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Indian Kitchen By Veena
-- Veena Bhavanam
Ammas.com

Makara Sankranti or Pongal

04 Jan 02

Hello Everybody,

WISH YOU ALL A VERY VERY HAPPY AND PROSPEROUS NEW YEAR.

As the new year begins, lets start to celebrate our first festival which is “Makara Sankranti” or commonly called as “Pongal” in South India. Makara literally means 'Capricorn' and ‘Sankranti’ is the day when the sun passes from one sign of the zodiac to the other and enters the house of Makara. On this day the sun enters the constellation of Makara (Crocodile) and begins to move towards the north. Throughout the year the sun passes through twelve constellations: Mesha (Ram, Aries), Vrishabha (Bull, Taurus), Mithuna (Couple, Gemini), Karka (Crab, Cancer), Sinha (Lion, Leo), Kanya (Girl, Virgo), Tula (Balance, Libra), Vrishchiak (Scorpion), Dhanu (Bow, Sagittarius), Makara (Crocodile, Capricorn), Kumbha (Wateijar, Aquarius), Mina (Fish, Pisces). When the sun does not cross any constellation then there is an extra month called Adhika Mas. The crossing of the Makara constellation takes place in the month of Paush corresponding to the month of January in English.

Makara Sankranti generally falls between 12th and 14th of January of every year.

A very special dish called “Khichadi” is prepared on this occasion with the dal and rice, which is newly harvested. On Sankranti day, til(Sesame Seeds) is given great importance, for in this season it is considered to have special nutritive and medicinal qualities. So in most part of Karnataka a very special savory called “Yellu” is prepared with Till being the main ingredient. Other ingredients include jagerry pieces, peanuts, dry coconut and small sugar cubes. This is prepared with great interest and is distributed to all friends, neighbors and relatives by young girls.

Sankranti is also called as “Pongal” in Tamil Nadu and is celebrated for continuous three days.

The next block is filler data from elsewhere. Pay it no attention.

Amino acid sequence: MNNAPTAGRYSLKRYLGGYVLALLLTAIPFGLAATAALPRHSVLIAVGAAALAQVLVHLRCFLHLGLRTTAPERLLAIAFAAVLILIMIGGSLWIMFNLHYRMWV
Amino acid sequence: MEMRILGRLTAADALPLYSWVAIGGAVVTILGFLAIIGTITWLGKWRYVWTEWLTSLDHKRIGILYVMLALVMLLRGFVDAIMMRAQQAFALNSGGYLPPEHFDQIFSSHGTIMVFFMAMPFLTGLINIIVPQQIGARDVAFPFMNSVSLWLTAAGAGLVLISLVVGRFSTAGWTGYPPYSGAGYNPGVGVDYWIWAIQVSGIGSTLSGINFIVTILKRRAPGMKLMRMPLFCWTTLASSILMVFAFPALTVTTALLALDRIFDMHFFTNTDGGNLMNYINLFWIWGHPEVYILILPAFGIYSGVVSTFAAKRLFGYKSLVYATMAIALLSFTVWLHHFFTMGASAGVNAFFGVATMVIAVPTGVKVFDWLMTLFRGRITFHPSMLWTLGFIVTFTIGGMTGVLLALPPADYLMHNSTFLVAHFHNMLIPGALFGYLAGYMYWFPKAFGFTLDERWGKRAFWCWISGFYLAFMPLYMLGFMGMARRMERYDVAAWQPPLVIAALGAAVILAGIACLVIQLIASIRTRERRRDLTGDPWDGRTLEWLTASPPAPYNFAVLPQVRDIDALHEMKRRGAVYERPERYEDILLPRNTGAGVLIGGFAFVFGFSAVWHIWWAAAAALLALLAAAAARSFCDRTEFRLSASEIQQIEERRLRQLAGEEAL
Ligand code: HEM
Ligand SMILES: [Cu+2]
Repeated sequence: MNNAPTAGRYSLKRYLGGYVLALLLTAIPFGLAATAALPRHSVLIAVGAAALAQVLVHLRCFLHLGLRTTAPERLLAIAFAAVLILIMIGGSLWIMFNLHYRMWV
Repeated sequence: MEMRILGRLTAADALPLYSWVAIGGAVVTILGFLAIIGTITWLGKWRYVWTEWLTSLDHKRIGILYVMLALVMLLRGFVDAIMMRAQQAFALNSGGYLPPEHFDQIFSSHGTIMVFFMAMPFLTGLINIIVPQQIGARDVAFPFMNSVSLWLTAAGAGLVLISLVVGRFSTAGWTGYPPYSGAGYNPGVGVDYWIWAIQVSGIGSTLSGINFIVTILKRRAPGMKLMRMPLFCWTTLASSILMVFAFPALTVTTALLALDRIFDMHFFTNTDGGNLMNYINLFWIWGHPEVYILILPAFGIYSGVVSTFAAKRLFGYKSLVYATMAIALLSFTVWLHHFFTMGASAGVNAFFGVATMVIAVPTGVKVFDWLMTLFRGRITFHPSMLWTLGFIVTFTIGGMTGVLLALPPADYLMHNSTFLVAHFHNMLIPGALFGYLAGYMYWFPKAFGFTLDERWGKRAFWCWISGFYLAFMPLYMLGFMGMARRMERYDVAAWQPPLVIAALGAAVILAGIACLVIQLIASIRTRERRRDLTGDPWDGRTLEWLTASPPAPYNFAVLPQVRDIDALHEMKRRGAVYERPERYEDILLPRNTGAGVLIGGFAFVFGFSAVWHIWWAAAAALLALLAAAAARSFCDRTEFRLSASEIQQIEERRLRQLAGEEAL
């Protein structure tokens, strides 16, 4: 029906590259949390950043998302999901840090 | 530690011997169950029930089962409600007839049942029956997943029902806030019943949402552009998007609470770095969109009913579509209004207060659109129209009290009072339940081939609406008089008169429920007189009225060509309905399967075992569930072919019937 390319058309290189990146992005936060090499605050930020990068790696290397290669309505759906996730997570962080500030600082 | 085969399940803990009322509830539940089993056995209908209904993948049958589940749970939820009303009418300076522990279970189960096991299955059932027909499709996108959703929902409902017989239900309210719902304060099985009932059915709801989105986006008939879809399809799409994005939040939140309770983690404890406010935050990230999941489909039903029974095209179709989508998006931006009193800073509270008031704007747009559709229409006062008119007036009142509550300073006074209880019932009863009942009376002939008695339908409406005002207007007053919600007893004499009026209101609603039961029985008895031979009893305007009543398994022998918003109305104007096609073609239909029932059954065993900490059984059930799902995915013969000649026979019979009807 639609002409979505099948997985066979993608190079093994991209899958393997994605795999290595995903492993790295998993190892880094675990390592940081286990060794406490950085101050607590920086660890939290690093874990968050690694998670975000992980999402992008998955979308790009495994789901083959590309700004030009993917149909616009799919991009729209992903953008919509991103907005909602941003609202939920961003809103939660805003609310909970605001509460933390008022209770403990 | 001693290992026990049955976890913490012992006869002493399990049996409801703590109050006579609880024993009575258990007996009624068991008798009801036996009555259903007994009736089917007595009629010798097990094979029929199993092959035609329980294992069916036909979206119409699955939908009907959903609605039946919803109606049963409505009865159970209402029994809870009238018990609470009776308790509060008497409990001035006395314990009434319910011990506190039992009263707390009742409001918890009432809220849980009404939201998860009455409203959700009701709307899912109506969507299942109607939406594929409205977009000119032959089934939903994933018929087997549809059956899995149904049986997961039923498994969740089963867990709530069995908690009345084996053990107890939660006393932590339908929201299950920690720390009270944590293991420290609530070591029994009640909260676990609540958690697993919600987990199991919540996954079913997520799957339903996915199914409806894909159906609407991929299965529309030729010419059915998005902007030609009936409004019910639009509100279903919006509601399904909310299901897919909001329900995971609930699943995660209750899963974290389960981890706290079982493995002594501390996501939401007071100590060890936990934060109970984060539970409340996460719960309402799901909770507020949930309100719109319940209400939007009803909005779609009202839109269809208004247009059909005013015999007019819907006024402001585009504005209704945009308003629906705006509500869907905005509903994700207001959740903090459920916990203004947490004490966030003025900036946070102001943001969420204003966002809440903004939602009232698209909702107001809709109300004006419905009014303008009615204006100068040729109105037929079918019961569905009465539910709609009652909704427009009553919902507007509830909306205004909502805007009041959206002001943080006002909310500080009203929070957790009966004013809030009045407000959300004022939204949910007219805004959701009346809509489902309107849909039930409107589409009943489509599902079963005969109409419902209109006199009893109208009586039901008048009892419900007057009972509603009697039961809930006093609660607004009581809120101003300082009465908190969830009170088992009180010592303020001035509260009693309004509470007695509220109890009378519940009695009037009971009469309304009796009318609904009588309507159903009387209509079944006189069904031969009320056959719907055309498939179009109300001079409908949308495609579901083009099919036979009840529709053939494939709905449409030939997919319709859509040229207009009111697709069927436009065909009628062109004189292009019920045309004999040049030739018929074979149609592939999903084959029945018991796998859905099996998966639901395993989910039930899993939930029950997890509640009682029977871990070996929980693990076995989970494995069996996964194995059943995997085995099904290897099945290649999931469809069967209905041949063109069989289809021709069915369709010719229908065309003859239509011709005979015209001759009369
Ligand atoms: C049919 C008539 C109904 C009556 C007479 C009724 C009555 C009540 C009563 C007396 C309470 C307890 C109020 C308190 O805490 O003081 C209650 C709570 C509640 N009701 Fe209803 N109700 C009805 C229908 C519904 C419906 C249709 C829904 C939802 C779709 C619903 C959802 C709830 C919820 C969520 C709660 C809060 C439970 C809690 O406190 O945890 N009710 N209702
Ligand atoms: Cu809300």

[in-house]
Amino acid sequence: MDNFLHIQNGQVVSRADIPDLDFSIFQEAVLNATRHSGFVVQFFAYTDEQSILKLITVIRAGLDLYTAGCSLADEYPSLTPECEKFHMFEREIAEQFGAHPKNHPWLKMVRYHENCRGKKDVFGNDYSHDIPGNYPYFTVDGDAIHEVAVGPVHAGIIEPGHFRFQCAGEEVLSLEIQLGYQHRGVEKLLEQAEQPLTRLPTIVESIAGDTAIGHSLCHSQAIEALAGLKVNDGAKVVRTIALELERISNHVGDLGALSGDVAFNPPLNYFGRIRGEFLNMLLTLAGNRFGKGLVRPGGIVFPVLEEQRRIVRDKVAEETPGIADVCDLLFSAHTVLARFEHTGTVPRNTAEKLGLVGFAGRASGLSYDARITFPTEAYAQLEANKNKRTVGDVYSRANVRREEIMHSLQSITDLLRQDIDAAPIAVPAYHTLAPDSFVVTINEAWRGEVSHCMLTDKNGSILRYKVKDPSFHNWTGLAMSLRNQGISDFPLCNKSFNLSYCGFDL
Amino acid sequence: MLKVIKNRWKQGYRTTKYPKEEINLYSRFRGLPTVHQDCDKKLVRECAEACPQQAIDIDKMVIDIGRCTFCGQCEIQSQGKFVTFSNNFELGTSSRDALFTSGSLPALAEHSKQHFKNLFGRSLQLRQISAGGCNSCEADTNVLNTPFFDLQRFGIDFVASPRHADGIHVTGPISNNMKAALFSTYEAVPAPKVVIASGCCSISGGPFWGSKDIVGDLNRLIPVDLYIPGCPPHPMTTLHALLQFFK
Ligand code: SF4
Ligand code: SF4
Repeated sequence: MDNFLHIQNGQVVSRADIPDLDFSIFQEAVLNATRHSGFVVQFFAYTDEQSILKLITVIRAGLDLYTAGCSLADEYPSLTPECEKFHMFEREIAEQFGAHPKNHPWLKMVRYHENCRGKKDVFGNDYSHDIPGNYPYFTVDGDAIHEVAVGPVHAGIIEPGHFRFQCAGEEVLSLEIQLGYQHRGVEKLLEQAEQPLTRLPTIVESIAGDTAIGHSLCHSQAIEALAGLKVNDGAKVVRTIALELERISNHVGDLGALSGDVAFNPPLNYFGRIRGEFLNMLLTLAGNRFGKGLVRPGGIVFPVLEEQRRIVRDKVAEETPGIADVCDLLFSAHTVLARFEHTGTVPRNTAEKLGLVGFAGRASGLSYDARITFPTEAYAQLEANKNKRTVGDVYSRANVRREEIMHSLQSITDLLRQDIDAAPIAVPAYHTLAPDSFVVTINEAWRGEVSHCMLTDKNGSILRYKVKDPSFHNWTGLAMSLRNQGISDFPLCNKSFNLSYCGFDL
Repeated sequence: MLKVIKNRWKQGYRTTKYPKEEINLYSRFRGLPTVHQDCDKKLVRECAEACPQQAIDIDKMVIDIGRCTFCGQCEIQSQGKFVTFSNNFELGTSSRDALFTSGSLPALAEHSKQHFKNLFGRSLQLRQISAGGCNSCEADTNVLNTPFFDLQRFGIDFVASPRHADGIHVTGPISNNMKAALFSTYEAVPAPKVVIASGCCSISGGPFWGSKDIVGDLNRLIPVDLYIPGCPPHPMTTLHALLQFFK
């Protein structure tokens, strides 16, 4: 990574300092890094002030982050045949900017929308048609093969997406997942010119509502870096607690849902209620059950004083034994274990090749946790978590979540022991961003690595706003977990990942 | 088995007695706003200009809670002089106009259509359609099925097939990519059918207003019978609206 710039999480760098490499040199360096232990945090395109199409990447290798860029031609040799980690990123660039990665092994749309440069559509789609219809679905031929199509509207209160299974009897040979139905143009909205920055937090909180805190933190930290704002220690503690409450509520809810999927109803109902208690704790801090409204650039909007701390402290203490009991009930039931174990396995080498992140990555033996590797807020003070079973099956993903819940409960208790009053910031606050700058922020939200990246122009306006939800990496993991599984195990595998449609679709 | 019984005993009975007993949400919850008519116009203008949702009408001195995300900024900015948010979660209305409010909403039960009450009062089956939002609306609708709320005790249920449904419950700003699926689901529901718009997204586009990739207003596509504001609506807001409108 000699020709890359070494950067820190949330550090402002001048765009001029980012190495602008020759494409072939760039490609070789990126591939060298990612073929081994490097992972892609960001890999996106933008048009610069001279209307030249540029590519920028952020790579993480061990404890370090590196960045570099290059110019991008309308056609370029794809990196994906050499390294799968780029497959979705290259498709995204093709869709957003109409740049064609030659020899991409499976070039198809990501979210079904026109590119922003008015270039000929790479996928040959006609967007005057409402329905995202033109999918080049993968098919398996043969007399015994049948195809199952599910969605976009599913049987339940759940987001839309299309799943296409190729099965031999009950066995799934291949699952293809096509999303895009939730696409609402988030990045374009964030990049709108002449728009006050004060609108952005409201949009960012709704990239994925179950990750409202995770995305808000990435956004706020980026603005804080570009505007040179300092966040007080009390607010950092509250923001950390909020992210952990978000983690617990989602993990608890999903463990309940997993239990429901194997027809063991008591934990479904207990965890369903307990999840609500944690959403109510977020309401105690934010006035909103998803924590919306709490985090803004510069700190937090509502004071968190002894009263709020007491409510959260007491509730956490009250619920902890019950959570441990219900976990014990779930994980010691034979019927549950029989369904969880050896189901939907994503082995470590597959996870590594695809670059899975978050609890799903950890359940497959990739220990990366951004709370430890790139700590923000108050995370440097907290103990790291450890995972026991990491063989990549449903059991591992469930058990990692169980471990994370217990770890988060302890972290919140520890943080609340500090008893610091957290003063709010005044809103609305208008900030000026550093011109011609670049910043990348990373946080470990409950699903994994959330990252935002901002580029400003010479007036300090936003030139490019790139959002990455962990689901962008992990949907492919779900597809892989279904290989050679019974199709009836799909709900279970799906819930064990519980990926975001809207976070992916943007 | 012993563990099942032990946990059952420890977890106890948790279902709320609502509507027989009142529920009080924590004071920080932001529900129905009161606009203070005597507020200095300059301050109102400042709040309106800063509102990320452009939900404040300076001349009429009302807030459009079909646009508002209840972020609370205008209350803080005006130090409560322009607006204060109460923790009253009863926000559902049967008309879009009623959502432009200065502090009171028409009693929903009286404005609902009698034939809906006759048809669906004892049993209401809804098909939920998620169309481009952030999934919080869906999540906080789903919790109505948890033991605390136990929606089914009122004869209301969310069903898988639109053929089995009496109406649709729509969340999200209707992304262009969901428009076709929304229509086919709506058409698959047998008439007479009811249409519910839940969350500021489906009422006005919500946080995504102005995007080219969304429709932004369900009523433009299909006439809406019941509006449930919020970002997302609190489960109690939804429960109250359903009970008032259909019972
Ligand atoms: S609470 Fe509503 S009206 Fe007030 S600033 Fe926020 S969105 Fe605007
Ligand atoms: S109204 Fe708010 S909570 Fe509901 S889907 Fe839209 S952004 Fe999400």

First day is Bhogi Pongal, the Pongal of Joy. On this day people exchange visits sweets and presents.

The second day is Surya Pongal. This day is dedicated to Sun, which is the main festival. On this day people get up early in the morning and first have their baths. Married women then put rice to boil in the milk. This is then offered to sun and Lord Ganesh and a portion of it is also given to cows.

On the third day of Pongal the cows and oxen are worshipped. Their horns are painted in various colors and garlands of flowers are hung around their necks.

In Assam, the festival is celebrated as "Bhogali Bihu", and in Punjab it is called "Lohri". In North India, a ritual bath in the river is important on this day. In fact, bathing is considered mandatory on this day, and according to a popular local belief in the hills of Uttar Pradesh, one who does not bathe on Makara Sankranti is born a donkey in his next birth. The belief probably originated in cold climates to compel some of the more reluctant people to observe certain rules of hygiene.

A big fair is held at the confluence of the Ganga, the Yamuna and the Sarasvati rivers at Triveni in Allahabad (Uttar Pradesh) on this occasion. Being the month of Magha, this fair is also called Magha Mela. Apart from Triveni, ritual bathing also takes place at many places like Haridvar and Garh Mukteshwar in Uttar Pradesh, and Patna in Bihar. Since it is also the season to fly kites, the evening sky is awash with colorful kites of all shapes and sizes.


Reference(s) :
http://www.aptemples.com
www.hindu.panchang.i12.com
http://www.navsarionline.com/

Thanks,
Veena.




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